On preserving Judaism’s long-term future


To the Editor:

As a kid growing up in Queens, N.Y., I attended a Conservative synagogue. It, too, was a bar mitzvah factory. Once I was bar mitzvahed my observance, such that it was, waned completely. For me, Jewishness was being secular in Israel. But that didn’t last, and neither did my connection.

My son, at age 11, asked me if he could be bar mitzvahed; his best friend was already studying toward bar mitzvah. So I joined a Reform synagogue, my son attended "school" there and was bar mitzvahed.

Under most circumstances he would have done what all his friends did — forget about that temple and move on. My son, however, met two Chabad rabbis by chance and found himself being drawn to observant Judaism. Today he is in Israel studying Torah and Talmad at a post-high school yeshiva after having spent his last two years of high school at a yeshiva in Los Angeles.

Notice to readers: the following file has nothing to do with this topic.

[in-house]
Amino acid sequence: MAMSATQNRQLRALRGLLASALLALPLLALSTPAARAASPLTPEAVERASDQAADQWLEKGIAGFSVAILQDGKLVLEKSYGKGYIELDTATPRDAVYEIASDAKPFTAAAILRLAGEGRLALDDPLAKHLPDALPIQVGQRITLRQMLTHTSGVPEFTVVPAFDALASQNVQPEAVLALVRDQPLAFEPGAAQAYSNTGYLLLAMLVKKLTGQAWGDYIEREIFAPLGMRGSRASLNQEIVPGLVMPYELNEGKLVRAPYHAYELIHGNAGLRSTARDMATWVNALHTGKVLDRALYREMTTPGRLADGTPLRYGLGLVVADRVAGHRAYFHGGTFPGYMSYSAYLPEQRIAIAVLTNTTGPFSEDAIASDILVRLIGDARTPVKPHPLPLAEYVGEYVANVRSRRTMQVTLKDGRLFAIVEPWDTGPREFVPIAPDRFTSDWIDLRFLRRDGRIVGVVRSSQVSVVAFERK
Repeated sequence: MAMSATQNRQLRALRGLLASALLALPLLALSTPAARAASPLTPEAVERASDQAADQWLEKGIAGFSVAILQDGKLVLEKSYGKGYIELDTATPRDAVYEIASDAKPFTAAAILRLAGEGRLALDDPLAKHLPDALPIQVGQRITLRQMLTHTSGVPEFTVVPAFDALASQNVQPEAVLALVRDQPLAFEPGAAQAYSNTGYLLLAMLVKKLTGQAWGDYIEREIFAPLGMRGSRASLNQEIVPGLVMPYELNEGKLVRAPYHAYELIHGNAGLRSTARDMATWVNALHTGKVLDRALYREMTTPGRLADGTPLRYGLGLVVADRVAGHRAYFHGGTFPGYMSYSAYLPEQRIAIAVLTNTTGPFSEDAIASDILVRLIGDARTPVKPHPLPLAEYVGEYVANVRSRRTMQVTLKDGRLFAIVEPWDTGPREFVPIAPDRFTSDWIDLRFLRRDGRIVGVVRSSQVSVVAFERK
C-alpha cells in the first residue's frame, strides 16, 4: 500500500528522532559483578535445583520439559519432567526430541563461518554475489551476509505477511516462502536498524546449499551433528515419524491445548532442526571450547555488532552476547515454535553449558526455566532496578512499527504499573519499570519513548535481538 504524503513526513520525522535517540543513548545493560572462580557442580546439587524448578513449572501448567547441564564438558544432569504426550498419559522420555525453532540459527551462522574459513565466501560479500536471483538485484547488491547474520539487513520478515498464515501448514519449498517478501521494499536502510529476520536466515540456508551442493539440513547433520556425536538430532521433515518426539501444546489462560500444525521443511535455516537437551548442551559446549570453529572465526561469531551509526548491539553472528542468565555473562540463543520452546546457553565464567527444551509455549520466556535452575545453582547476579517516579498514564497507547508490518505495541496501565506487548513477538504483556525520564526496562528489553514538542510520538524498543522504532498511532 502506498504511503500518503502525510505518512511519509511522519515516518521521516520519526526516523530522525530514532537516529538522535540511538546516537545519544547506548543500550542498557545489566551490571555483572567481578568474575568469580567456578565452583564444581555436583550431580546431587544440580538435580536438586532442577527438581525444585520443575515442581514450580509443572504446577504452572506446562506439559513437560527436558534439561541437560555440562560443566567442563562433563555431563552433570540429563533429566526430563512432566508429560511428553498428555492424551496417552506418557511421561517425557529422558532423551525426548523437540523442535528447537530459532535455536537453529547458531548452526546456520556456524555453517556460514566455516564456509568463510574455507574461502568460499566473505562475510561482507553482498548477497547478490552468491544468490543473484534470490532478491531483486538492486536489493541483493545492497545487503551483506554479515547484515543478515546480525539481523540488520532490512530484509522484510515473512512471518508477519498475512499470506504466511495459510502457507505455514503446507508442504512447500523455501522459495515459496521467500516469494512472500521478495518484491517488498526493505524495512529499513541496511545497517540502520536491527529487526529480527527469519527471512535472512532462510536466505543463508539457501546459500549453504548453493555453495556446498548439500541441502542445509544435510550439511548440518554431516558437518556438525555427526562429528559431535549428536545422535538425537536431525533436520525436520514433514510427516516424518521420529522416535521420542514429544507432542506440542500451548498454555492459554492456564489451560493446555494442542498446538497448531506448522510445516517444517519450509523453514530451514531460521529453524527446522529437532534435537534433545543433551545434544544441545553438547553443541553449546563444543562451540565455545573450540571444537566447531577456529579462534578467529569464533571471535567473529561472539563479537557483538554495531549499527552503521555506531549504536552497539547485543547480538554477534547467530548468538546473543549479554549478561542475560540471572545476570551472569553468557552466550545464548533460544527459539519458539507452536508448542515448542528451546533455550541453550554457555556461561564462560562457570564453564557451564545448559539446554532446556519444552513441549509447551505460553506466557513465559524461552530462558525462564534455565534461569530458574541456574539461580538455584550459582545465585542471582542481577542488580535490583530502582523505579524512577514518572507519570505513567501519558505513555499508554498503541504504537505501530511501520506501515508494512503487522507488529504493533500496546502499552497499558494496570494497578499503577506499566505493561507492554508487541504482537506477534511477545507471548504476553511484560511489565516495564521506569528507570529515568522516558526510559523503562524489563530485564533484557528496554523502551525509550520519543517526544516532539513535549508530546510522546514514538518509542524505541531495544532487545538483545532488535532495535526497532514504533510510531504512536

I’m non-observant, so I don’t really understand why he’s gone that route, but I do know that the loosey-goosey way in which Reform Judaism treats tradition and observance became a huge turnoff for him. I’m not sure there is a solution for Reform Judaism. By encouraging its openness to personalizing Judaism and taking what works for one and leaving what doesn’t, it has sown the seeds of its own slow demise. If there is a long-term future for Judaism, it is probably the recurrence in interest by kids like my son in observant Judaism plus its much higher birth rate.

Rob Brownstein
Santa Cruz, Calif.

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